Mechanosensitive (MS) ion channels respond to mechanical stress and convert it into intracellular electric and ionic signals. Five MS channel families have been identified in plants, including the Mid1-Complementing Activity (MCA) channel; however, its activation mechanisms have not been elucidated in detail. We herein demonstrate that the MCA2 channel is a Ca2+-permeable MS channel that is directly activated by membrane tension. The N-terminal 173 residues of MCA1 and MCA2 were synthesized in vitro, purified, and reconstituted into artificial liposomal membranes. Liposomes reconstituted with MCA1(1-173) or MCA2(1-173) mediate Ca2+ influx and the application of pressure to the membrane reconstituted with MCA2(1-173) elicits channel currents. This channel is also activated by voltage. Blockers for MS channels inhibit activation by stretch, but not by voltage. Since MCA proteins are found exclusively in plants, these results suggest that MCA represent plant-specific MS channels that open directly with membrane tension.
Mechanosensitive (MS) channels are integral membrane proteins with gated pores that mediate the flux of ions across membranes in response to extrinsic mechanical stress, such as touch, wind, gravity, osmotic pressure, and pathogen invasion, as well as intrinsic mechanical stress produced by cell division or cellular growth1,2. Despite their importance in responses to mechanical stress, the precise mechanisms for the gating of MS channels remain unclear. However, the following two general mechanisms have been proposed and are widely accepted: the force-from-lipids mechanism3,4, in which MS channels act as direct mechanosensors of tension in the lipid bilayer, and the force-from-filaments mechanism5,6, in which the extracellular matrix and/or cytoskeleton act as mediators of the force that pulls MS channels open.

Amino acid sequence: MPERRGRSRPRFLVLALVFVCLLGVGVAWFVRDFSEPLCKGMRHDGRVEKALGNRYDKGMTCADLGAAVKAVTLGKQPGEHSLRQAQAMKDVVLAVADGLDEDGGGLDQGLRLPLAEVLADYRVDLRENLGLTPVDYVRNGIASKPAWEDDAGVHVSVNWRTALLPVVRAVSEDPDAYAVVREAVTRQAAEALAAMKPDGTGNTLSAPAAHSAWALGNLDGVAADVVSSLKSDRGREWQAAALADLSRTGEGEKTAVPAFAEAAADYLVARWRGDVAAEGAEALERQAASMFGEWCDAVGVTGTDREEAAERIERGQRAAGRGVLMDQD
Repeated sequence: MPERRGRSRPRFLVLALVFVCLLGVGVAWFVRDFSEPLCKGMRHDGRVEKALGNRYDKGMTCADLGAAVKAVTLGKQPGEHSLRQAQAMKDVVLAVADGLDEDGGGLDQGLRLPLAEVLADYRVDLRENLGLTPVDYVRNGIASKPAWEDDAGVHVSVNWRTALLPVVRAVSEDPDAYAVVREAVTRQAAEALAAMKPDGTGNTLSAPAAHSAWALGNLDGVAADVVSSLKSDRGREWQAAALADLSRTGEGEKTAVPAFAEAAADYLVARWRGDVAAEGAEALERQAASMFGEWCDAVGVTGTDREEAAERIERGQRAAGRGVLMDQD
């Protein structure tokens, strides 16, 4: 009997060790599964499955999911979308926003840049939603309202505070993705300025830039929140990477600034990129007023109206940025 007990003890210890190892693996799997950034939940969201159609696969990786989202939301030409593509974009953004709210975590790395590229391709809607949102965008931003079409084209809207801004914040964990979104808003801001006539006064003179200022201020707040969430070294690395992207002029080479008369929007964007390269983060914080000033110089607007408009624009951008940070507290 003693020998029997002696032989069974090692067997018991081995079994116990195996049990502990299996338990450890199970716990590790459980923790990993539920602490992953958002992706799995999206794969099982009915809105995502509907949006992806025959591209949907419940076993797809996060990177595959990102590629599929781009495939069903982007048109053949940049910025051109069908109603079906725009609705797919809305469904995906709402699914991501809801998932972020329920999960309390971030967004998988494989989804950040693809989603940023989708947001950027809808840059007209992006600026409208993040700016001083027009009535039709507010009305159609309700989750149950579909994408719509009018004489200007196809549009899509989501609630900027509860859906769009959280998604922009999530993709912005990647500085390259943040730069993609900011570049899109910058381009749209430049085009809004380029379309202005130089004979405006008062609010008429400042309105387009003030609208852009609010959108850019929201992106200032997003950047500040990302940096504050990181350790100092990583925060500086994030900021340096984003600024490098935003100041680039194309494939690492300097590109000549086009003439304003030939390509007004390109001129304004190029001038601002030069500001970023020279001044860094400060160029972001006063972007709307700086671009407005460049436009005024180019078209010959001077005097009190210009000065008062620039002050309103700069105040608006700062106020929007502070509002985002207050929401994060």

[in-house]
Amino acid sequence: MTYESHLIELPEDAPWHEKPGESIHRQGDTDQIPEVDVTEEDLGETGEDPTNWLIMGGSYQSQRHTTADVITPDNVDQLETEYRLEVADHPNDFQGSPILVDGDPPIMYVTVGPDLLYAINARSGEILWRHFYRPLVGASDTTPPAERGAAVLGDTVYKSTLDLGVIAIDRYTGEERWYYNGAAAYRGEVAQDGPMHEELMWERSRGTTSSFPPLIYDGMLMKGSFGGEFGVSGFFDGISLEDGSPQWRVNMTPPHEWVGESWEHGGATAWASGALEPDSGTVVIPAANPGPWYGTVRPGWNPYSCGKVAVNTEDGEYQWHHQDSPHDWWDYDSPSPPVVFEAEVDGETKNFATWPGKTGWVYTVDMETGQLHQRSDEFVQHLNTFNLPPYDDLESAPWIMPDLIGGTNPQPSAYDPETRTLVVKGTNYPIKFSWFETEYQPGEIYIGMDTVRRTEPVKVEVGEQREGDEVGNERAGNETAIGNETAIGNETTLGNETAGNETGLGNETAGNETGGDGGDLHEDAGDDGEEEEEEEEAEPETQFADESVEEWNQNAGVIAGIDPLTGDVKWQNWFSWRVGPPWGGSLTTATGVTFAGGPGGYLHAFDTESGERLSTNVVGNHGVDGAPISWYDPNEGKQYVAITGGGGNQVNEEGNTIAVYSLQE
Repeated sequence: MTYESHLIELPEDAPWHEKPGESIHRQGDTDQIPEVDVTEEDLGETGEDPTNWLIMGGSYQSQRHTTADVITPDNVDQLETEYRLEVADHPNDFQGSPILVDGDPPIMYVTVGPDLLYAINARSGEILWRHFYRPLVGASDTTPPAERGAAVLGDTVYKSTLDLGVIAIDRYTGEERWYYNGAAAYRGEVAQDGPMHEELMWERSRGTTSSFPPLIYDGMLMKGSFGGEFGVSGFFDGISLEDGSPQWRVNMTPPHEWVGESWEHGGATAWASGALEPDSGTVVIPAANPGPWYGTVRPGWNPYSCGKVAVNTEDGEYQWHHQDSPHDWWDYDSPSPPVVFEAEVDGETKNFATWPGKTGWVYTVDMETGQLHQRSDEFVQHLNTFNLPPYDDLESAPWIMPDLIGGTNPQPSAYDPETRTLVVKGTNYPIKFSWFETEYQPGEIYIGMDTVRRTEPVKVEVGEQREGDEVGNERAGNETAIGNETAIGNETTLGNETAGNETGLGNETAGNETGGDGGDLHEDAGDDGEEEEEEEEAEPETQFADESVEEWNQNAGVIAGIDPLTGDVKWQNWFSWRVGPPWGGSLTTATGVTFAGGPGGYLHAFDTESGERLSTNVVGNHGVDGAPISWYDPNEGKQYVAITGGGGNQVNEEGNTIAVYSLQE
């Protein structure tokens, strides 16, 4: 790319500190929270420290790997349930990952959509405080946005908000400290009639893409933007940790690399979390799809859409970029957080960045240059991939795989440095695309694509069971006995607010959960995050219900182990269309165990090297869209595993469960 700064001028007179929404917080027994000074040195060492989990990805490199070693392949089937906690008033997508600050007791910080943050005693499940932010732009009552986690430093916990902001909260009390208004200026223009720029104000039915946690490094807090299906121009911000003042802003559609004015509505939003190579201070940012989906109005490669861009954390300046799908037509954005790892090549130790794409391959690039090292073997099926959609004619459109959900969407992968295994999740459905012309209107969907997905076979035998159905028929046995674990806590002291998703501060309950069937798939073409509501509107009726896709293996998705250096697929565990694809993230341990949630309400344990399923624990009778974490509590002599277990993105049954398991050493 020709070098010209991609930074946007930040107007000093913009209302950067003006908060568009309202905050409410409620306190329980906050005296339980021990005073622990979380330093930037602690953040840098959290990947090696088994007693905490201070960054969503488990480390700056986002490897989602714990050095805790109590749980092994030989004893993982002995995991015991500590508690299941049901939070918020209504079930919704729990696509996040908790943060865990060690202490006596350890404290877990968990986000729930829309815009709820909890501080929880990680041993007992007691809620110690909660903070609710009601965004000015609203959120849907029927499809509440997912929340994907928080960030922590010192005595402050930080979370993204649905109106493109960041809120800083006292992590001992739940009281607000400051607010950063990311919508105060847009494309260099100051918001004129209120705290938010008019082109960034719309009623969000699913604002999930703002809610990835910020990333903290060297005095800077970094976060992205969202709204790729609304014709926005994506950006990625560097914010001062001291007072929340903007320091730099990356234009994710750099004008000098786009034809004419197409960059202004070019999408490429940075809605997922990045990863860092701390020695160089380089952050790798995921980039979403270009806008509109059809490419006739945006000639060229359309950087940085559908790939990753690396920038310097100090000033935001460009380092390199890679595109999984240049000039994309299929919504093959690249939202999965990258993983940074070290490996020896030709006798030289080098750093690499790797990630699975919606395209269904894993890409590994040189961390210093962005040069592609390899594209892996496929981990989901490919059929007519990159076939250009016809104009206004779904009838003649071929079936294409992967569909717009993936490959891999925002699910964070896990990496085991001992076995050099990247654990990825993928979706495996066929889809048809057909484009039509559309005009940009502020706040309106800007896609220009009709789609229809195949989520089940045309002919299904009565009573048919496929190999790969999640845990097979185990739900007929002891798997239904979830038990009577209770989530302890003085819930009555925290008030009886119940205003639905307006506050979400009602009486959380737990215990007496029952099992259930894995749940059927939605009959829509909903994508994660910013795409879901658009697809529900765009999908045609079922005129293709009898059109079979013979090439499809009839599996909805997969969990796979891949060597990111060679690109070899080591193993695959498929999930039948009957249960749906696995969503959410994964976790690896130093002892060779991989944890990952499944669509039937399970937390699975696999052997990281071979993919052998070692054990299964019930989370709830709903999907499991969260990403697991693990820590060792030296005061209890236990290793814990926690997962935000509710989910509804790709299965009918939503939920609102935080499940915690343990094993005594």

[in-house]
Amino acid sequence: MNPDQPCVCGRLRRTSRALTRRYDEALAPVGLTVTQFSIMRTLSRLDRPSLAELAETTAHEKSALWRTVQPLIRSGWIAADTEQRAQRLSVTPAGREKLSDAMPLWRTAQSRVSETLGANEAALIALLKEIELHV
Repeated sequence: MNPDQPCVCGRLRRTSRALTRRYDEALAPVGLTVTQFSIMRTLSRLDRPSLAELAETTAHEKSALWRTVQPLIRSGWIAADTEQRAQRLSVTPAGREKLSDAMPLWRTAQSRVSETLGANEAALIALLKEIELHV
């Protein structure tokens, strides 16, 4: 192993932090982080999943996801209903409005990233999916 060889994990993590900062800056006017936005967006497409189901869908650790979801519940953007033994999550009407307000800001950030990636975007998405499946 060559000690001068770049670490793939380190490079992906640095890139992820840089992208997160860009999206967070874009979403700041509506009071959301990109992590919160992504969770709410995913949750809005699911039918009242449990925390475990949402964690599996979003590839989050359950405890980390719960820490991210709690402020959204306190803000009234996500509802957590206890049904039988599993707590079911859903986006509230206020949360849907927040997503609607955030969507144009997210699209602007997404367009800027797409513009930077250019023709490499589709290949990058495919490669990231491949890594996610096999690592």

Five families of MS channels have been reported to date in plants: Mid1-Complementing Activity (MCA) proteins7,8, MscS-like (MSL) proteins9,10, Two-Pore Domain Potassium (TPK) channels11, Reduced hyperosmolality-induced [Ca2+]i increase (OSCA) channels12 evolutionally related to DUF22113,14, and Piezo channels15. MCA channels are structurally and evolutionarily unique. Arabidopsis (Arabidopsis thaliana) MCA proteins have a single transmembrane segment and assemble into a homotetramer to constitute a channel16,17,18, while the subunits of other plant MS channel families have multiple transmembrane segments and form multimers, including dimers (TPK), trimers (Piezo), pentamers (OSCA), and heptamers (MSL)19,20,21. Genes encoding MCA proteins are found exclusively in plants7,22,23, while those of other plant MS channel homologs are present in archaea, bacteria, protists, fungi (MSL), and animals (Piezo, OSCA, and TPK)9,11,12,15,24,25. MCA1 and MCA2 are involved in the response to gravity26,27 and cold28 in Arabidopsis. Moreover, MCA1 is required to perceive the hardness of soil and hypoosmotic stress7. Of the entire MCA1 and MCA2 protein chains comprising 421 and 416 residues, respectively (Fig. 1a), the N-terminal 173 residues, including the transmembrane segment and EF-hand-like motif, are sufficient for Ca2+ uptake activity when expressed in yeast cells17. Therefore, a Ca2+-permeable pore is likely to be composed of these 173 residues.